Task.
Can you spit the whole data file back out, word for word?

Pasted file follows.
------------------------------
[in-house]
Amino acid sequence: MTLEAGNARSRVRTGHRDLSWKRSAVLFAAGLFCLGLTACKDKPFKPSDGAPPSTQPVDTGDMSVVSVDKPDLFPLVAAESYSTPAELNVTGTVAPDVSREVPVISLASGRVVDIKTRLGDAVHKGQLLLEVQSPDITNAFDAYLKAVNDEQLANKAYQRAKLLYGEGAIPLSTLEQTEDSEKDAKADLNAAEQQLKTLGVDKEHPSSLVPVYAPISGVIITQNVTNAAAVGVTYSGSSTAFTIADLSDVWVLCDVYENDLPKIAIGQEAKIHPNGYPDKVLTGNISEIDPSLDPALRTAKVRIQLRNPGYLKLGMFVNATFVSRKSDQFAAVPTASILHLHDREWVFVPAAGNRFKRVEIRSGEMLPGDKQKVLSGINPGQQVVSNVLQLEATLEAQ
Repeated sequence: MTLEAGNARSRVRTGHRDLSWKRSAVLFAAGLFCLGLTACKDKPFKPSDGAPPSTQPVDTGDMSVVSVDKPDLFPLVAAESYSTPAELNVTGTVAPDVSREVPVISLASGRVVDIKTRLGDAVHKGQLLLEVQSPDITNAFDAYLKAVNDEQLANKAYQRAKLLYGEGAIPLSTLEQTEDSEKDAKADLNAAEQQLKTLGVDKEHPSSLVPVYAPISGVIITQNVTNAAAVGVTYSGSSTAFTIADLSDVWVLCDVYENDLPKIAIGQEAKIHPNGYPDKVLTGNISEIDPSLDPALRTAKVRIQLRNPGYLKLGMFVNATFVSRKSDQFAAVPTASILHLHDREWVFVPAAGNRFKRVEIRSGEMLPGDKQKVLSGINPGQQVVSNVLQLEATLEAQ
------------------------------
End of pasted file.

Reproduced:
[in-house]
Amino acid sequence: MTLEAGNARSRVRTGHRDLSWKRSAVLFAAGLFCLGLTACKDKPFKPSDGAPPSTQPVDTGDMSVVSVDKPDLFPLVAAESYSTPAELNVTGTVAPDVSREVPVISLASGRVVDIKTRLGDAVHKGQLLLEVQSPDITNAFDAYLKAVNDEQLANKAYQRAKLLYGEGAIPLSTLEQTEDSEKDAKADLNAAEQQLKTLGVDKEHPSSLVPVYAPISGVIITQNVTNAAAVGVTYSGSSTAFTIADLSDVWVLCDVYENDLPKIAIGQEAKIHPNGYPDKVLTGNISEIDPSLDPALRTAKVRIQLRNPGYLKLGMFVNATFVSRKSDQFAAVPTASILHLHDREWVFVPAAGNRFKRVEIRSGEMLPGDKQKVLSGINPGQQVVSNVLQLEATLEAQ
Repeated sequence: MTLEAGNARSRVRTGHRDLSWKRSAVLFAAGLFCLGLTACKDKPFKPSDGAPPSTQPVDTGDMSVVSVDKPDLFPLVAAESYSTPAELNVTGTVAPDVSREVPVISLASGRVVDIKTRLGDAVHKGQLLLEVQSPDITNAFDAYLKAVNDEQLANKAYQRAKLLYGEGAIPLSTLEQTEDSEKDAKADLNAAEQQLKTLGVDKEHPSSLVPVYAPISGVIITQNVTNAAAVGVTYSGSSTAFTIADLSDVWVLCDVYENDLPKIAIGQEAKIHPNGYPDKVLTGNISEIDPSLDPALRTAKVRIQLRNPGYLKLGMFVNATFVSRKSDQFAAVPTASILHLHDREWVFVPAAGNRFKRVEIRSGEMLPGDKQKVLSGINPGQQVVSNVLQLEATLEAQ